Rear Drop Link Replacement - Hyundai Coupe 1996 - 2001

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Hig
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Rear Drop Link Replacement - Hyundai Coupe 1996 - 2001

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Post by Hig » Tue Feb 09, 2010 11:06 am

Diy Rear Sway Bar (Drop Link Bar) Removal / Replacement

Thanks to Stocker from rdtiburon.com for this DIY.
This DIY is intended to tell how to remove and replace the rear (anti) swaybar on a Hyundai RD platform car (Elantra/Tiburon).

My '00 Elantra came from Korea with a 13mm sway bar. Red's Tiburon came from Korea with a 17mm sway bar. He sold me his for a good price after upgrading to a full Eibach suspension package. Be it stock from a dealer or junkyard, or from an aftermarket manufacturer like Eibach or Whiteline, this should work the same for you as it did for me. Price will range from Free to several hunner't dollars.

Tools: Aside from getting the car off the ground (jack and jackstands) I used . . .
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12mm and 14mm sockets
3/8" ratchet
3/8" socket extension
I used a 1/2" ratchet (and extension & adapter) because I thought I might need to put some big torque on the fasteners, but it turned out just 3/8" would have worked
14mm open-end wrench (the flat one shown here is a special bicycle tool, more on that in a minute)
Penetrating oil
Grease

Honestly, I don't drink (anymore), so no beers were harmed in the filming of this episode.

Time required: If during this process, you have to explain the concept of independent rear suspension to a 6 year-old, and get out your wife's and daughter's bike and air up the tires, it will take 2 hours. Otherwise, maybe an hour.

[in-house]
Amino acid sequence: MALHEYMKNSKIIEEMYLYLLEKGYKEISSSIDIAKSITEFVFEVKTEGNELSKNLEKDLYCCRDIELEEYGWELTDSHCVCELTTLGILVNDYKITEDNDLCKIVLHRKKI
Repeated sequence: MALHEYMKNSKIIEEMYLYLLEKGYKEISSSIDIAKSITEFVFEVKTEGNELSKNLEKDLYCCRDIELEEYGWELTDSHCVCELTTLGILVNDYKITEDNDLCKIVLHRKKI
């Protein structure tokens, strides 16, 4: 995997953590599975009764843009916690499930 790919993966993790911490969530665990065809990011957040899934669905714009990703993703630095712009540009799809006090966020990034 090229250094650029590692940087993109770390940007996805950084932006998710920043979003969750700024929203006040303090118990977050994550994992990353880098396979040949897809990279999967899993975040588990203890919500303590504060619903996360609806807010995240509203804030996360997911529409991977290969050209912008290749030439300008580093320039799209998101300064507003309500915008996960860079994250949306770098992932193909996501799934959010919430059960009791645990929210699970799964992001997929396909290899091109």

This is an easy job, aside from getting the old hardware off. Maybe a 3 out of 10 for difficulty. You don't really need an assistant.

Okay here we go, safety first! Skip this bit if you're using a lift or FOUR ramps. If you're using jacks, chock the front wheels so you don't get dead by accident. Then jack up the back of the car and INSERT JACKSTANDS.
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Spray penetrating oil on all the nuts and bolts you will be removing. Wait a few minutes to a few hours (depending on how much rust you see in there) for it to soak in.

Here is what you see from the back of the car. The endlink is circled in blue, the bar is in red, and the bushing bracket is in green.
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Slide underneath and look up, and you see the bushing bracket.
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The endlink nut is where a lot of people screw themselves over. If you are using new endlinks, go ahead and use a vise grip wrench and don't worry about it. I needed to reuse my endlinks, so I elected to use this here special tool:
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There is not much room to get a wrench in there, so I used a crank wrench for bicycles. This wrench really doesn't get much stress put on it, but you do need some way to keep the ball from rotating in the ball joint on the endlink. This was it for me. A regular 14mm open ended wrench may also fit but I didn't try it. Put your wrenches like so:
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. . . and unbolt the endlinks. Unbolt the bushing brackets also.

Rotate the front corner of the bar down on the Driver's side and slip the corner of the bar out. The end of the bar will follow it. Then rotate the bar so the other end is pointing forward, along the exhaust pipe. Swing the now-free driver's side end of the bar toward the rear of the car a little, and the bar will be able to be pulled out.

Installation is the reverse of removal, with a few tips:

Once you get the new bar in, slip the ends onto the endlinks to hold the bar up until you get the bushings and brackets installed on the bar.
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The bar is not symmetrical; be sure to get it on the right way. If you have it backwards, the bar will hit the underside of the car's body.
The bar is over your head, and covered in road grime. You do NOT want to be directly underneath it. The crap falls straight down. Watch out for your eyeballs.
Also watch your head. When the brackets are undone, the bar will fall several inches.



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